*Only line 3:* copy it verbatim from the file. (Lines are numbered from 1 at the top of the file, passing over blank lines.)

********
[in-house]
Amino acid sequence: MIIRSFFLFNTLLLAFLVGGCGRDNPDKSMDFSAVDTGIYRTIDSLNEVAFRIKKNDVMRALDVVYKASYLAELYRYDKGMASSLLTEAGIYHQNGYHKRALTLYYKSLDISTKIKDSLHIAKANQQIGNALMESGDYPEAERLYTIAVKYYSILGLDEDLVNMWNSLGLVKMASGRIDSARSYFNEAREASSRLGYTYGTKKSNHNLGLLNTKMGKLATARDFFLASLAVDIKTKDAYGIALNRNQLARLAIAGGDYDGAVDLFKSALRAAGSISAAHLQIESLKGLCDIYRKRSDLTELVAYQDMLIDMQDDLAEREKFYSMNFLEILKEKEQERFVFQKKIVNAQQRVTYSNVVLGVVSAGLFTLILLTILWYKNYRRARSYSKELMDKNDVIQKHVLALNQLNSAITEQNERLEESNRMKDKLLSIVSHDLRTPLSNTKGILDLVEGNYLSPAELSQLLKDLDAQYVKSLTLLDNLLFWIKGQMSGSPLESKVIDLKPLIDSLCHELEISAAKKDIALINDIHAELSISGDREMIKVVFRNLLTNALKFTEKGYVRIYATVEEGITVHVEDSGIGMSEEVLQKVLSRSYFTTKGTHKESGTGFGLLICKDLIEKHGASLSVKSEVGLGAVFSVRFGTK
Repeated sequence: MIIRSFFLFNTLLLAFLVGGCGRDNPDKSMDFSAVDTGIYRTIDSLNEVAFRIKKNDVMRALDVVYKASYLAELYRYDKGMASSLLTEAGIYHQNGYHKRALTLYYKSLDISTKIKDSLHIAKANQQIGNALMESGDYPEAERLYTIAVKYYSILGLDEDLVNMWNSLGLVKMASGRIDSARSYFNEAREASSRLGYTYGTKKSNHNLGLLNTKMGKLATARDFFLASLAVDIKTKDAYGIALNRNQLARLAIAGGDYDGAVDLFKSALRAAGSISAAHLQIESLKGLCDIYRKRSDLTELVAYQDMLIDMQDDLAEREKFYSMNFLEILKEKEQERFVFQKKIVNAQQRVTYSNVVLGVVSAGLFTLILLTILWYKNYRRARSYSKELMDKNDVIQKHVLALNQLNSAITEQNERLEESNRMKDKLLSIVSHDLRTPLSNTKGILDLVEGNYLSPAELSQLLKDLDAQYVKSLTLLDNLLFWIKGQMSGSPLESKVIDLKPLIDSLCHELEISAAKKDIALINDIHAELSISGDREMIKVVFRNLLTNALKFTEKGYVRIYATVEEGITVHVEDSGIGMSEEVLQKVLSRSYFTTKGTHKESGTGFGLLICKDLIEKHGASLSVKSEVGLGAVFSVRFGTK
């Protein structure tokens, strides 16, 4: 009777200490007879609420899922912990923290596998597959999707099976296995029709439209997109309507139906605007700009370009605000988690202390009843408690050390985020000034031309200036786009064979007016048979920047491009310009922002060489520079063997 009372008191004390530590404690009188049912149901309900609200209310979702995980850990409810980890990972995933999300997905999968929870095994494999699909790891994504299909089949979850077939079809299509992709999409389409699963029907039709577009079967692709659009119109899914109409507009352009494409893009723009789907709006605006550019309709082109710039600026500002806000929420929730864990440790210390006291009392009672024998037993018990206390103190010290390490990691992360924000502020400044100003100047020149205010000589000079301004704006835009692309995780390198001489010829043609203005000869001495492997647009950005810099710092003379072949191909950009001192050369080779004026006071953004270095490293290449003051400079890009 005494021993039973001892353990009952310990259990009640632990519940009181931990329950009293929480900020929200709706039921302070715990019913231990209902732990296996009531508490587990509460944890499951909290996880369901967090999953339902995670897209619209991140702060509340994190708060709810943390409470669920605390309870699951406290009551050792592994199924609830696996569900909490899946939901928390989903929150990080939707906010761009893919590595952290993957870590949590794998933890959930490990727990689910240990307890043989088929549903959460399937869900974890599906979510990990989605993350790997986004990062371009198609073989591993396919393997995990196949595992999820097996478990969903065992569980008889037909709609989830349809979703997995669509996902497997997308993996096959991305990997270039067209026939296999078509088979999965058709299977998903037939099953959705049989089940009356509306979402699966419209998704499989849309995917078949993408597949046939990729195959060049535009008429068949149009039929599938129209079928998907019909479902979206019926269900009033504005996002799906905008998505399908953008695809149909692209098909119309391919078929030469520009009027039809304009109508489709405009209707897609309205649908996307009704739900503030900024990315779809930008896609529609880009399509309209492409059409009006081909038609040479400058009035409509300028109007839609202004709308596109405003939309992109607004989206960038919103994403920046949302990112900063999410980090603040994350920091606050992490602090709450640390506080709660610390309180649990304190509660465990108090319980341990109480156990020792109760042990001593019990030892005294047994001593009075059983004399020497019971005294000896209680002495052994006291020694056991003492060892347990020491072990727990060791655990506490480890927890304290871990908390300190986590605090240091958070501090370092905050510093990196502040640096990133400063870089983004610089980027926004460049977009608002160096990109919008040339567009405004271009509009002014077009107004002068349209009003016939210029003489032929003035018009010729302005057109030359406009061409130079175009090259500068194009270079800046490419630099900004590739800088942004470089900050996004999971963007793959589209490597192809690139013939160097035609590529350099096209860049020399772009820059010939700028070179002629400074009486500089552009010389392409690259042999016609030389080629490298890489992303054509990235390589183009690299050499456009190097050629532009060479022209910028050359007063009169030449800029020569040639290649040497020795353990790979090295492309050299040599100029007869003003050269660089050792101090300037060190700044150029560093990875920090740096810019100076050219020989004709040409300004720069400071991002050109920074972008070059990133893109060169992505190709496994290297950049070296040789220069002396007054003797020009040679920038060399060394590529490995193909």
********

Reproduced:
Repeated sequence: MIIRSFFLFNTLLLAFLVGGCGRDNPDKSMDFSAVDTGIYRTIDSLNEVAFRIKKNDVMRALDVVYKASYLAELYRYDKGMASSLLTEAGIYHQNGYHKRALTLYYKSLDISTKIKDSLHIAKANQQIGNALMESGDYPEAERLYTIAVKYYSILGLDEDLVNMWNSLGLVKMASGRIDSARSYFNEAREASSRLGYTYGTKKSNHNLGLLNTKMGKLATARDFFLASLAVDIKTKDAYGIALNRNQLARLAIAGGDYDGAVDLFKSALRAAGSISAAHLQIESLKGLCDIYRKRSDLTELVAYQDMLIDMQDDLAEREKFYSMNFLEILKEKEQERFVFQKKIVNAQQRVTYSNVVLGVVSAGLFTLILLTILWYKNYRRARSYSKELMDKNDVIQKHVLALNQLNSAITEQNERLEESNRMKDKLLSIVSHDLRTPLSNTKGILDLVEGNYLSPAELSQLLKDLDAQYVKSLTLLDNLLFWIKGQMSGSPLESKVIDLKPLIDSLCHELEISAAKKDIALINDIHAELSISGDREMIKVVFRNLLTNALKFTEKGYVRIYATVEEGITVHVEDSGIGMSEEVLQKVLSRSYFTTKGTHKESGTGFGLLICKDLIEKHGASLSVKSEVGLGAVFSVRFGTK